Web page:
MANILA — Talk of emergencies has focused on large-scale disasters and outbreaks, such as the Ebola crisis in the Democratic Republic of the Congo. But there’s another kind of emergency in global health that doesn’t often capture headlines: everyday ones.
“I think there's a lot of attention these days to big emergencies like disasters and outbreaks. They capture the imagination of the public and news. [But] the everyday emergency care systems that really are the first point of access for many people around the world, those, I think, are widely neglected within international agendas,” said Teri Reynolds, who leads the emergency, trauma, and acute care program at the World Health Organization.
“No one is against it, but it's almost a blind spot within many of the discussions,” she told Devex.
Reynolds is referring to emergencies where people suffer an injury or acute illness and require immediate care. This includes anything from road accidents to heart attacks or stroke to acute complications during pregnancy — emergencies that take place “everywhere, every day,” but for which response gaps exist in many countries.
Many countries lack sufficient ambulances for emergency transport, emergency care staff in hospital, and emergency numbers such as 911 that allow for quick dispatch of medical responders, she said.
“I know all of these seem very basic. I think a lot of people in the world who live in more wealthy countries or more resourced systems imagine that these things are available everywhere — that if you fall over in the street while you're on a trip somewhere, that there's going to be some sort of [emergency] number [and] someone is going to come get you. But the reality around the world is that there's many, many gaps in basic emergency care delivery ... and people die every day because of these kinds of gaps,” she said.
WHO, with support from AO Foundation, hopes to improve this. As part of the new WHO global emergency and trauma care initiative, the organization aims to use its technical expertise and products — which can come in the form of toolkits and guidelines — to help an initial 10 low- and middle-income countries assess where the gaps are in their emergency care systems and implement interventions where needed. This can range from providing clinical trainings to frontline health care providers to teaching process changes such as implementing triage.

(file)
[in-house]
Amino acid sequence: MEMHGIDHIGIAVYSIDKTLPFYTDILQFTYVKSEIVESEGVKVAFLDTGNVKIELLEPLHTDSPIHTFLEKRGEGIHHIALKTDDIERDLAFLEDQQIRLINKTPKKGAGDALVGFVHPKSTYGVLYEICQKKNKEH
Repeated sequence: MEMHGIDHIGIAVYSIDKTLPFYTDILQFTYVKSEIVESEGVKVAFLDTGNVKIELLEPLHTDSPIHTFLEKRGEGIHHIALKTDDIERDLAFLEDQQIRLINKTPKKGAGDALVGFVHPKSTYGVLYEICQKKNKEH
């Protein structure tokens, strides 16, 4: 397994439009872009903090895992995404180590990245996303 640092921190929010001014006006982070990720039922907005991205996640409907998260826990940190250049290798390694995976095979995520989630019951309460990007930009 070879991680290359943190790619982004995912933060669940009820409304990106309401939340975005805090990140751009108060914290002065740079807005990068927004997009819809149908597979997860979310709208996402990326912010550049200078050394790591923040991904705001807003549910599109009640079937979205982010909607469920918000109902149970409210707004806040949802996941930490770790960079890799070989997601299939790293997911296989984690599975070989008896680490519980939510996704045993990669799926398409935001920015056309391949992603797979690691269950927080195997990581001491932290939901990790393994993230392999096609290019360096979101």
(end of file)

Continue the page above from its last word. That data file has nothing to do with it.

The initiative also aims to help health facilities in countries implement a system for data collection — such as what clinical interventions were made and the outcomes of those interventions — and use that information to improve the quality and delivery of care.
“It's a way of letting you see your care process, so that you can identify the weak points and do targeted improvement, because if you just walk into an emergency unit, you know, people are very sick and people die, and that doesn't always mean a mistake was made. And so you need a systematic way of looking at your emergency process to figure out where the weak points in the process are,” Reynolds said.
The initiative will make use of WHO resources, but it will still be very much a local-led process, with governments taking the lead and a broad network of partners providing support, she said.
WHO hopes to kickstart the initiative next year, after it has identified the initial group of 10 countries where the initiative will be implemented. And the agency hopes to use lessons learned from this to inform future interventions in other countries.